Regardless of which option you take—preloading the container images into the preconfigured machine images, or manually loading them in via some other system with connectivity—you’ll want to be sure all necessary container images are present on the instances before proceeding to the next step. For containerd-based systems, use crictl images to show all the container images that Kubernetes will be able to see when it is bootstrapped.

The Kubernetes-related images that should be present when you run this command are:

k8s.gcr.io/coredns
k8s.gcr.io/etcd
k8s.gcr.io/kube-apiserver
k8s.gcr.io/kube-controller-manager
k8s.gcr.io/kube-proxy
k8s.gcr.io/kube-scheduler
k8s.gcr.io/pause

You’ll also need to see listed some container images for your CNI plugin. For recent versions of Calico, for example, you should see:

calico/cni
calico/kube-controllers
calico/node
calico/pod2daemon-flexvol

Once you’ve verified that both the Kubernetes-related container images and the container images required for your CNI plugin are present, then you’re ready to proceed.

Bootstrap the Cluster

You’re now ready to bootstrap your isolated Kubernetes cluster on AWS. You can use the kubeadm configuration files in the August 2019 article for your nodes as a basis/starting point.

Note that in this particular case, I haven’t yet tested HA configurations for isolated Kubernetes clusters, so you’d want to remove the controlPlaneEndpoint line from the configuration file for your control plane node. That would make the kubeadm configuration file for the control plane node (there will be only one) look something like this:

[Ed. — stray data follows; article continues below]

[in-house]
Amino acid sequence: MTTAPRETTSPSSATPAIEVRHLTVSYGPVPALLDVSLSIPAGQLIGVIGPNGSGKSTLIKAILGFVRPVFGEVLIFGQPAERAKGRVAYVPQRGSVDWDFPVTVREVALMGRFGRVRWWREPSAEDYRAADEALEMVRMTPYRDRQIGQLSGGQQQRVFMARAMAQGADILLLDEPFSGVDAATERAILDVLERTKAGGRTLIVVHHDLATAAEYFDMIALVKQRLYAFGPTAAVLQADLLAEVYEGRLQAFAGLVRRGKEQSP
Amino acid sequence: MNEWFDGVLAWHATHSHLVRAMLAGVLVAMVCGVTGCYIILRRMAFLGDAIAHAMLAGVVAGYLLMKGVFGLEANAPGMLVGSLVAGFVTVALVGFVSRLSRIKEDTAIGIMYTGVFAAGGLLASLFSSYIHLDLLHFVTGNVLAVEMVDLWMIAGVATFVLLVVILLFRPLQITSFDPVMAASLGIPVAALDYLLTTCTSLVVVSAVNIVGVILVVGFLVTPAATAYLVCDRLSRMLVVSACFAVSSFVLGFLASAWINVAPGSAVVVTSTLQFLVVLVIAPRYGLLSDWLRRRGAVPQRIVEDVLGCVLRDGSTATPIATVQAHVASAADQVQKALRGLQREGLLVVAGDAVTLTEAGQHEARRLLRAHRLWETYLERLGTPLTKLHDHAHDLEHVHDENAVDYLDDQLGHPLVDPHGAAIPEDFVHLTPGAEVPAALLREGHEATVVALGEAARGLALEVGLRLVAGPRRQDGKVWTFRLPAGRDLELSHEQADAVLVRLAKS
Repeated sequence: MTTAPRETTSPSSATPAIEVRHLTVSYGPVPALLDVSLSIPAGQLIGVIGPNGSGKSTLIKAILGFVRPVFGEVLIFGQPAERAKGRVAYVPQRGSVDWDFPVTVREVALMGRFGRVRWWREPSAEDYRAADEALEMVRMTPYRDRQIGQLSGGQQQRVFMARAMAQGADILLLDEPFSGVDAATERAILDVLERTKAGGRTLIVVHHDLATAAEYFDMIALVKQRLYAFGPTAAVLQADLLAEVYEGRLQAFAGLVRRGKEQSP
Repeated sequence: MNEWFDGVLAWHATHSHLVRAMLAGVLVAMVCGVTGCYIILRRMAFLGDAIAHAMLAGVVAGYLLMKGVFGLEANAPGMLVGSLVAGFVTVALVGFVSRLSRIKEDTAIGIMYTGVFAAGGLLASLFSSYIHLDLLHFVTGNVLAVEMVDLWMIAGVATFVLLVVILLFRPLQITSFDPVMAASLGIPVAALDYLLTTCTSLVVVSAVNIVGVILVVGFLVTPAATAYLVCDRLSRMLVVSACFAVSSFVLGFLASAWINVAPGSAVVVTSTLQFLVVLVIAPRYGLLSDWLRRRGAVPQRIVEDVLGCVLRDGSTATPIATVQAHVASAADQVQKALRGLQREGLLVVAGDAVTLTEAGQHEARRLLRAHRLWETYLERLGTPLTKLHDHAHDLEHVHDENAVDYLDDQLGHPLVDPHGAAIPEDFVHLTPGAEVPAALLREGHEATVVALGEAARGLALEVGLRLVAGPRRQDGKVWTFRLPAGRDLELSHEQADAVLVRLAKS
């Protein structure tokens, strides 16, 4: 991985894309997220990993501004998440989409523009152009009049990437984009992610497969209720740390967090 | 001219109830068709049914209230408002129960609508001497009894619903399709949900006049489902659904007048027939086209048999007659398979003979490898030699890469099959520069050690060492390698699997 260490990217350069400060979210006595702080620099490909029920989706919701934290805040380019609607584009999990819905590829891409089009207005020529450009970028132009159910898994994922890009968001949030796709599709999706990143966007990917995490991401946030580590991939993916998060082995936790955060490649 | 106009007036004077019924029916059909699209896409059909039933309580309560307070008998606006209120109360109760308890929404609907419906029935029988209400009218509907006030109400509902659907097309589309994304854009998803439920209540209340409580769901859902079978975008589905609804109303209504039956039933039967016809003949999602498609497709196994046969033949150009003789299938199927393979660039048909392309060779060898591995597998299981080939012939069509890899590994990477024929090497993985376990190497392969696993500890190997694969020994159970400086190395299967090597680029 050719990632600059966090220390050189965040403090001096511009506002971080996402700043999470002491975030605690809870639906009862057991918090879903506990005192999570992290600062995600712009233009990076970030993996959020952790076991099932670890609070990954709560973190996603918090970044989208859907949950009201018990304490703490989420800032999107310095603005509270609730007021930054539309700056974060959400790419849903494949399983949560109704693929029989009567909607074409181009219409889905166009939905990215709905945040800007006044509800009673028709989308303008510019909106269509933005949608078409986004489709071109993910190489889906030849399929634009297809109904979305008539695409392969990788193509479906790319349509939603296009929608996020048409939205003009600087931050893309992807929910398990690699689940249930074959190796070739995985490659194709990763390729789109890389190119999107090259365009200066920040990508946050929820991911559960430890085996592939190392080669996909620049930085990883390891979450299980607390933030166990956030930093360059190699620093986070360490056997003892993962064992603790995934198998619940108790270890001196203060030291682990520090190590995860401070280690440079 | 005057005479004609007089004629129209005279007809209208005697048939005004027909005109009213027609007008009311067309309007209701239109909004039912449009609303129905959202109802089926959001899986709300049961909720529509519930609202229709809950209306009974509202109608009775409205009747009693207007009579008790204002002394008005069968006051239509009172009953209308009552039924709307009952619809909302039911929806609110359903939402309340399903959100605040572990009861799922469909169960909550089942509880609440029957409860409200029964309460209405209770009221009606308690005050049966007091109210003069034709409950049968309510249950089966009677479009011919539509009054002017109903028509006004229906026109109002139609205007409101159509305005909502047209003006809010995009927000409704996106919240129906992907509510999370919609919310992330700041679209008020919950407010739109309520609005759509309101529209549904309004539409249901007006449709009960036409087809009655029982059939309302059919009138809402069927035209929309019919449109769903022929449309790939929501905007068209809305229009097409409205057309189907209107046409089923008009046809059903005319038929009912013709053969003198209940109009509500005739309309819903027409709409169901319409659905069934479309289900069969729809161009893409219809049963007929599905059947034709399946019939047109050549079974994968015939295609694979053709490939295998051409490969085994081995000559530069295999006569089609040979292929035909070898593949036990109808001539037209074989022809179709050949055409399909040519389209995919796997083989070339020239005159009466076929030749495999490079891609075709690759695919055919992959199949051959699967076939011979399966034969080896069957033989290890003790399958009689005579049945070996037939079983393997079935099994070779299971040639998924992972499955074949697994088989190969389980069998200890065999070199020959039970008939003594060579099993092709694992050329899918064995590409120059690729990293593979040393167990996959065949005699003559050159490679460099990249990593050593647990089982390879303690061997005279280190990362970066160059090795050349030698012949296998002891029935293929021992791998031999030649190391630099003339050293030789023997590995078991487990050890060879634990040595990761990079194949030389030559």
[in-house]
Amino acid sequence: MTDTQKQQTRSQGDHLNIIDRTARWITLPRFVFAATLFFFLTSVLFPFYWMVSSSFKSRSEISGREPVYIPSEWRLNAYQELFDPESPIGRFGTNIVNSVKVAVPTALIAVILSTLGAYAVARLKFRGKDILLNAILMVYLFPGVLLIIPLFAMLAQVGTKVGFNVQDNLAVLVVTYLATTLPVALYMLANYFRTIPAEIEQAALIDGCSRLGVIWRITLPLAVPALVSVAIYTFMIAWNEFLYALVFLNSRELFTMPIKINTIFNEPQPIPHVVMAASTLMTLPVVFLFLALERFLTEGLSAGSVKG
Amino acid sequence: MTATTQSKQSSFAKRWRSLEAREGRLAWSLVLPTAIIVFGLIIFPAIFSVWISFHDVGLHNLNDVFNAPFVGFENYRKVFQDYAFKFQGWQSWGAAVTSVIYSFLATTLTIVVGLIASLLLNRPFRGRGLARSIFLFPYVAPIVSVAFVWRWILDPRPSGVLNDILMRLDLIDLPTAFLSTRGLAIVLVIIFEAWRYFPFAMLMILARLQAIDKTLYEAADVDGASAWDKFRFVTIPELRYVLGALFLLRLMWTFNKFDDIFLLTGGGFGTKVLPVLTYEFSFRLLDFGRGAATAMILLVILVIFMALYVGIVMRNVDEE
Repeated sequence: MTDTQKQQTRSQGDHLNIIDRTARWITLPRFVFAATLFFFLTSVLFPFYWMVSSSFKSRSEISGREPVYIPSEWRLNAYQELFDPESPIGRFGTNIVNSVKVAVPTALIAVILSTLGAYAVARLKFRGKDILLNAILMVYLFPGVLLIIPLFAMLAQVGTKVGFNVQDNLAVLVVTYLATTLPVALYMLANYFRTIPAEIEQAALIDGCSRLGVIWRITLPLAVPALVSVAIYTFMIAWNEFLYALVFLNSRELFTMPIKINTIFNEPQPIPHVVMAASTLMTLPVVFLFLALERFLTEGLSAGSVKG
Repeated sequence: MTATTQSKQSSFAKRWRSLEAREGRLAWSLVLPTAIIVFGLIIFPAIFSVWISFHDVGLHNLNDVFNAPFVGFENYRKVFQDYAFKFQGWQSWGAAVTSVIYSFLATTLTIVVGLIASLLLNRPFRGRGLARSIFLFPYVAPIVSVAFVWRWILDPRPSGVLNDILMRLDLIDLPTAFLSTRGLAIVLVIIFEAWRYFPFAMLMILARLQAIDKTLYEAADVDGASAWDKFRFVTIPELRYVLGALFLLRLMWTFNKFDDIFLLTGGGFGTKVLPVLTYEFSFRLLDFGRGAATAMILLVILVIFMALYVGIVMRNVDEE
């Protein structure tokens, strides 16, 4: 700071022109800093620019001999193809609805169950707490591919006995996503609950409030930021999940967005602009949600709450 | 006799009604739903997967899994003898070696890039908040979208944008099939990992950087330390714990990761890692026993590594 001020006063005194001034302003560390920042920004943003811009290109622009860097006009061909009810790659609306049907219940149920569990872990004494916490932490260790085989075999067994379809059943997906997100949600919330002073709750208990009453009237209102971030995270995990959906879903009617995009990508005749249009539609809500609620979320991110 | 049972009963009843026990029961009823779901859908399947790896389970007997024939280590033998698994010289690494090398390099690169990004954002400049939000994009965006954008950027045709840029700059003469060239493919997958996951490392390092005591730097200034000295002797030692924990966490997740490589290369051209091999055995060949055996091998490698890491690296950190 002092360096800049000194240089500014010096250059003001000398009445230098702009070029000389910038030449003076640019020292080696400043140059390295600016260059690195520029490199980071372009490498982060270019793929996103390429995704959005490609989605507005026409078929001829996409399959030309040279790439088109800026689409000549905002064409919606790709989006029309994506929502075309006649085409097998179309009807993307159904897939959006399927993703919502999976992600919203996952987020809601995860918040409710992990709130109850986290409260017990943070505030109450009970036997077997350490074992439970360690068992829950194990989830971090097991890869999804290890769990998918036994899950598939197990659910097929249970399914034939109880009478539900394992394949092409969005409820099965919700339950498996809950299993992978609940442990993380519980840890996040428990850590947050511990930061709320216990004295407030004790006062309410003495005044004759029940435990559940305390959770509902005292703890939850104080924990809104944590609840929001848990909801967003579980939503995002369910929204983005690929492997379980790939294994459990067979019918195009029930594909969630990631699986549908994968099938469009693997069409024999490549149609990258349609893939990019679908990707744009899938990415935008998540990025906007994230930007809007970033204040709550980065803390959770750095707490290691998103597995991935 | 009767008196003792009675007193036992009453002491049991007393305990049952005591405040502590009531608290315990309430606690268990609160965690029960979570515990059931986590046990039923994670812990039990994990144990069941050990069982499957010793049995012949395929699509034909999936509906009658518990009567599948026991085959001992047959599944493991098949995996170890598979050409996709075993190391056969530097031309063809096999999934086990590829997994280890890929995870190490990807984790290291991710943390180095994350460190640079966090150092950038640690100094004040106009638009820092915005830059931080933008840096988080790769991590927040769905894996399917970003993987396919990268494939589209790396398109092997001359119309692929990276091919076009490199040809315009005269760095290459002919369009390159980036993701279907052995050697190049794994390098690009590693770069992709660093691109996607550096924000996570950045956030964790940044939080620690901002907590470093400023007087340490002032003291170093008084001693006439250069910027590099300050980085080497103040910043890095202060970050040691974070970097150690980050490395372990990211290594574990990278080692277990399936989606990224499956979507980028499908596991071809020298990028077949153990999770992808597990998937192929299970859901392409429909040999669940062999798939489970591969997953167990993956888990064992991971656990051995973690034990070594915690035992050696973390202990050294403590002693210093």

---
apiVersion: kubeadm.k8s.io/v1beta2
kind: ClusterConfiguration
apiServer:
  extraArgs:
    cloud-provider: aws
clusterName: blogsample
controllerManager:
  extraArgs:
    cloud-provider: aws
    configure-cloud-routes: "false"
kubernetesVersion: stable
networking:
  dnsDomain: cluster.local
  podSubnet: 192.168.0.0/16
  serviceSubnet: 10.96.0.0/12
---
apiVersion: kubeadm.k8s.io/v1beta2
kind: InitConfiguration
nodeRegistration:
  kubeletExtraArgs:
    cloud-provider: aws

When adding worker nodes, change the discovery.bootstrapToken.apiServerEndpoint to point to the DNS name for the control plane node, making their kubeadm configuration file look something like this:

---
apiVersion: kubeadm.k8s.io/v1beta2
kind: JoinConfiguration
discovery:
  bootstrapToken:
    token: 123456.a4v4ii39rupz51j3
    apiServerEndpoint: "ip-1-2-3-4.us-west-2.compute.internal:6443"
    caCertHashes: ["sha256:082feed98fb5fd2b497472fb7d9553414e27ff7eeb7b919c82ff3a08fdf5782f"]